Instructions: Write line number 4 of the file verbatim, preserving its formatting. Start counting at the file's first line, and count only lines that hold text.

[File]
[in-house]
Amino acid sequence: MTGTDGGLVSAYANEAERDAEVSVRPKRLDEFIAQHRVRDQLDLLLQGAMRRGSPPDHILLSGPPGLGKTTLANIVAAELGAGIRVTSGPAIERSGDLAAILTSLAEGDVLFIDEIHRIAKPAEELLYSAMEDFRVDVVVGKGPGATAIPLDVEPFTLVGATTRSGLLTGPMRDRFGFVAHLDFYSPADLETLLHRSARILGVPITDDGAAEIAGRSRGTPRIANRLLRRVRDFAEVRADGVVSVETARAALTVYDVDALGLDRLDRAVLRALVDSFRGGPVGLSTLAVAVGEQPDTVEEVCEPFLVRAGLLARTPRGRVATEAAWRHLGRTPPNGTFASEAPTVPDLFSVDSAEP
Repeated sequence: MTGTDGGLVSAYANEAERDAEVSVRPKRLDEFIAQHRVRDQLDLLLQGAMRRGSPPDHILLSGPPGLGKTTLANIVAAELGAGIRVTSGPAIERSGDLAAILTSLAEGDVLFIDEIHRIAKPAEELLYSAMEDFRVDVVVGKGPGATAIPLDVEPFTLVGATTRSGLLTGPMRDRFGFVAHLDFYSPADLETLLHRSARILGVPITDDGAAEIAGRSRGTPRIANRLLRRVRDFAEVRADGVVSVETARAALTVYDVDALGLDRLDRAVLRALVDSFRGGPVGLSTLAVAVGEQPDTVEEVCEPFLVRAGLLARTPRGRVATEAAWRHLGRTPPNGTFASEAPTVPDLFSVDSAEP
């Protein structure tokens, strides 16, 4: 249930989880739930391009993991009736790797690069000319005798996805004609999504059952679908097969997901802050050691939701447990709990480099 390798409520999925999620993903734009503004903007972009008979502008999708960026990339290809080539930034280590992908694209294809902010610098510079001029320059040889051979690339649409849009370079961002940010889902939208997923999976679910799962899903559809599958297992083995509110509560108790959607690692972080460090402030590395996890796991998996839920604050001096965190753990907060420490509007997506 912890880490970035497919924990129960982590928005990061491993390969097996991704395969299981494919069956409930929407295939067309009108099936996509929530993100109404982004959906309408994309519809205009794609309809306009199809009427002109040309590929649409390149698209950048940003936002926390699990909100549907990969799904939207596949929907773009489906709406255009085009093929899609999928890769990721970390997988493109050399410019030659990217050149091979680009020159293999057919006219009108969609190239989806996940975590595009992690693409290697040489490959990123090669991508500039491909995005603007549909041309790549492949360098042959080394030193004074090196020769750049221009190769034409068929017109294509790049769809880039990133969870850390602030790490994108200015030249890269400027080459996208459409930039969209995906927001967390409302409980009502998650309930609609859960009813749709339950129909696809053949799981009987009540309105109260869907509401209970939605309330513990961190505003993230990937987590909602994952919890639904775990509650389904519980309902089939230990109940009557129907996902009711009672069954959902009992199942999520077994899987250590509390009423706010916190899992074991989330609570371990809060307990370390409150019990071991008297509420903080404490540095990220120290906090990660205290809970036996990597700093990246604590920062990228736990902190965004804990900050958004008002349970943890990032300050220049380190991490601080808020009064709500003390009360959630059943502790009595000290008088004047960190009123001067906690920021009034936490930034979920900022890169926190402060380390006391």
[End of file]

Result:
């Protein structure tokens, strides 16, 4: 249930989880739930391009993991009736790797690069000319005798996805004609999504059952679908097969997901802050050691939701447990709990480099 390798409520999925999620993903734009503004903007972009008979502008999708960026990339290809080539930034280590992908694209294809902010610098510079001029320059040889051979690339649409849009370079961002940010889902939208997923999976679910799962899903559809599958297992083995509110509560108790959607690692972080460090402030590395996890796991998996839920604050001096965190753990907060420490509007997506 912890880490970035497919924990129960982590928005990061491993390969097996991704395969299981494919069956409930929407295939067309009108099936996509929530993100109404982004959906309408994309519809205009794609309809306009199809009427002109040309590929649409390149698209950048940003936002926390699990909100549907990969799904939207596949929907773009489906709406255009085009093929899609999928890769990721970390997988493109050399410019030659990217050149091979680009020159293999057919006219009108969609190239989806996940975590595009992690693409290697040489490959990123090669991508500039491909995005603007549909041309790549492949360098042959080394030193004074090196020769750049221009190769034409068929017109294509790049769809880039990133969870850390602030790490994108200015030249890269400027080459996208459409930039969209995906927001967390409302409980009502998650309930609609859960009813749709339950129909696809053949799981009987009540309105109260869907509401209970939605309330513990961190505003993230990937987590909602994952919890639904775990509650389904519980309902089939230990109940009557129907996902009711009672069954959902009992199942999520077994899987250590509390009423706010916190899992074991989330609570371990809060307990370390409150019990071991008297509420903080404490540095990220120290906090990660205290809970036996990597700093990246604590920062990228736990902190965004804990900050958004008002349970943890990032300050220049380190991490601080808020009064709500003390009360959630059943502790009595000290008088004047960190009123001067906690920021009034936490930034979920900022890169926190402060380390006391």